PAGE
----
The combination of complacency with Windows Mobile and the rise of intuitive touch user interfaces from competitors such as Apple and Google have left Microsoft as an “also-ran” in the smartphone race. However, one has to give credit where it’s due. By scrapping Windows Mobile and building the new Wind0ws Phone 7 system from the ground up, Microsoft’s risky bet is likely to pay off and help re-establish the company in smartphones if developers show up.

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  1. I thought the PowerPoint presentation on the phone was very cool!

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  2. ….. “Microsoft-powered handhelds”
    The point is handhelds, how will “tiles and hubs” scale up to another form factor, like 7″ to 10″?
    Haven’t seen anybody pondering that question, but tomorrow we expect the same utility(OS) on a variety of form factors. If the design doesn’t work there or looks ugly, oh well.
    Maybe we are to accustomed to icons and apps, but we know they scale.

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    1. Great question Ronald, but I think Microsoft has the scaling problem already addressed in Windows Phone 7. If you watch any demonstrations of the interface, you’ll see that tiles scroll from above or below the display. The same goes for menu options: they virtually extend beyond the small screen. So when the small screen gets bigger, I think you’ll see the same interface, but with more of it visible.

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      1. Hmm, looked at their demo. Seems optimized for a small screen. I don’t think the basic design covers “big” screens very well. Just putting more info on a screen doesn’t make it a good fit, maybe it’s just my imagination how it would look like. Surprised they didn’t have a demo for the future, they are already late to the party.
        Guess we’ll see.

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    2. Why do you think they want it to scale to 7″ or 10″? They don’t want to put a $15 OS on tablets. They want to put their $100 one – Windows. Even if Windows 7 is not good for them, they’d rather wait for Windows 8 to be tablet ready than make WP7 tablet ready.

      Microsoft knows tablets are the future and the more advanced and useful they become there more they will replace netbooks, laptops, and even PC’s eventually. If those markets go, so does their cash cow, Windows. That’s why they want to port the real Windows to tablets, instead of the much cheaper one WP7.L

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  3. I think Microsoft did a great job here. It’s beautiful and different. If I’m Apple, I am not worry because I drive innovation and it is well executed. Instead, if I am RIM and Nokia, I should get scared. Kevin, you are right. Microsoft could really gain market share at the expense of these two companies and also of other iPhone’s copycats. If things start to go really well for Microsoft, then Android should also think twice now. Andy Rubin sounded really arrogant a couple of days ago when he said the market didn’t need a new platform, implying WP7 would tank. Wrong take! I think it’s simply stupid because with technology and innovation, you just never know. And now that I’m giving another thought to that opinion, I’m telling myself he maybe meant Android ;-)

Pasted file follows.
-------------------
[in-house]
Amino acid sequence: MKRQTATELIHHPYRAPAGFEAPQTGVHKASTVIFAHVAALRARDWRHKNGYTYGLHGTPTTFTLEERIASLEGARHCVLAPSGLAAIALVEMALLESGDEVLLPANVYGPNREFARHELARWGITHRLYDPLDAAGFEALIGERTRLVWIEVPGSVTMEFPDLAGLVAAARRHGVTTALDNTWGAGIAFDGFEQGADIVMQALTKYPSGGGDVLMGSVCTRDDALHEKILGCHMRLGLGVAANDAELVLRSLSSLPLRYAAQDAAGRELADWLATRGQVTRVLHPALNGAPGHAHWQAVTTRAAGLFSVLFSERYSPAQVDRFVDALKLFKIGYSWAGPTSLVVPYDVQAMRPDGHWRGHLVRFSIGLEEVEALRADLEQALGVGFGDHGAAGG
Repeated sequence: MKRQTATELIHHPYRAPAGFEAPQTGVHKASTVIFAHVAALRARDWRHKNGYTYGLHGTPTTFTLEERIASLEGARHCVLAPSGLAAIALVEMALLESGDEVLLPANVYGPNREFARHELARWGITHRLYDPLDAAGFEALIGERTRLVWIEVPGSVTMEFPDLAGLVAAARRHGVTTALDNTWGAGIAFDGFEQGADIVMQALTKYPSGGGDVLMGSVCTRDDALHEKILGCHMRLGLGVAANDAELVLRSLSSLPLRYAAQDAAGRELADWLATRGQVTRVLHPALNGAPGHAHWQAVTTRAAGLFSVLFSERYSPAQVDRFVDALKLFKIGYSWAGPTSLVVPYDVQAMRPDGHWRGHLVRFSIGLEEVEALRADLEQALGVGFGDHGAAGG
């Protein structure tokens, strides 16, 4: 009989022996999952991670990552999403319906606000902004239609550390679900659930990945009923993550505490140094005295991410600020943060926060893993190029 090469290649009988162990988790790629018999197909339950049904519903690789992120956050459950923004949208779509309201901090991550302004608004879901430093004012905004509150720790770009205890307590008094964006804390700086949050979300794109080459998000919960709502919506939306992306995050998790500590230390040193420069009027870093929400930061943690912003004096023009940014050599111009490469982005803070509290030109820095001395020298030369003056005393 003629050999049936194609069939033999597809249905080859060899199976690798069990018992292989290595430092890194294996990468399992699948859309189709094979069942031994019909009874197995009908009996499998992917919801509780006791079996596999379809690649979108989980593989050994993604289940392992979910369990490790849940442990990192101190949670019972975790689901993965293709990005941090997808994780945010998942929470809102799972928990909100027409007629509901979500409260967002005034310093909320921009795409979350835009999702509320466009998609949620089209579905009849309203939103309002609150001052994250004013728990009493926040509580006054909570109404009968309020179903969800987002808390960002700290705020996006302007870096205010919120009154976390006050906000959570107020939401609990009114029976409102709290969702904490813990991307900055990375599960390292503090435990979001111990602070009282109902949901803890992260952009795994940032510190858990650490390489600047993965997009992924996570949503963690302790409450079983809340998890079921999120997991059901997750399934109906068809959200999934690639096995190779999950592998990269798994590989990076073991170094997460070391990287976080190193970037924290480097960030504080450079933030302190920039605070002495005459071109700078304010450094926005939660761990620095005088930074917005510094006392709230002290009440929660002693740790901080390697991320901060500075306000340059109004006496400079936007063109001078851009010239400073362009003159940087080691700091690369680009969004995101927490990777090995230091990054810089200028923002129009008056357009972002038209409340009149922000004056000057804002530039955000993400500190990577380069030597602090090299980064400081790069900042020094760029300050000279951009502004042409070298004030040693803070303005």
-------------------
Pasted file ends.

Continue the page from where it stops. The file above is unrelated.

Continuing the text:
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    1. Apple drive innovation? Are you insane?

      Apple have done absolutely nothing that can be described as innovative in the mobile phone space since 2008 which is why they’re starting to become more than a little stale and boring.

      Expect a good quarter this time round and then some scratching of heads in Q4.

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      1. Exactly Mark. The iOS UI started off looking simple and clean back in 2007 but as they add features it’s looking more and more limiting. Notifications are a pain. Task switching is a kludge. Grids and grids of icons with no widgets is looking tired and pressing home all the time to switch apps is fundamentally awkward.

        The WP7 UI designers have at least re-thought the UI and done something brave.

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    2. “Apple drive innovation? Are you insane?” Then why everybody is copying Apple? Boring or not iOS, the App Store have set a standard. We can say the same with iPad. But like I wrote before, this time MS has managed to put together a different UI. It is nice and original. Where’s the insanity???

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      1. AK, these were all pre 2009. Apple were innovative in what they did with touchscreen phones and the app store… but that was two years ago and everyone’s caught up.

        Since 2008… nothing. Zip. Nada.

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      2. FaceTime, Retina Display… rings a bell?

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      3. Face Time – video calling has been available since 2006 on 3G and before that on WiFi. It’s not been widely adopted because of the cost and infrastructure.

        The retina display is simply a high pixel density display not unlike the Toshiba G900 released in 2007.

        So, no. Not innovative.

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  4. “Although there were other key reasons why webOS devices didn’t gain large chunks of market share, a relative lack of apps by comparison to iOS and Android phones is a contributing factor.”

    But not as much as poor branding, unattractive hardware and bad marketing.

    A good UI itself doesn’t sell phones otherwise Nokia would have been bankrupt a year ago.

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  5. Kevin,
    really good article. You make some really good points.
    As a .Net developer I can’t help wonder how much of Windows Mobile is left under the Silverlight based UI of Phone 7?
    What I mean is did MS really start over or just rewrite the UI?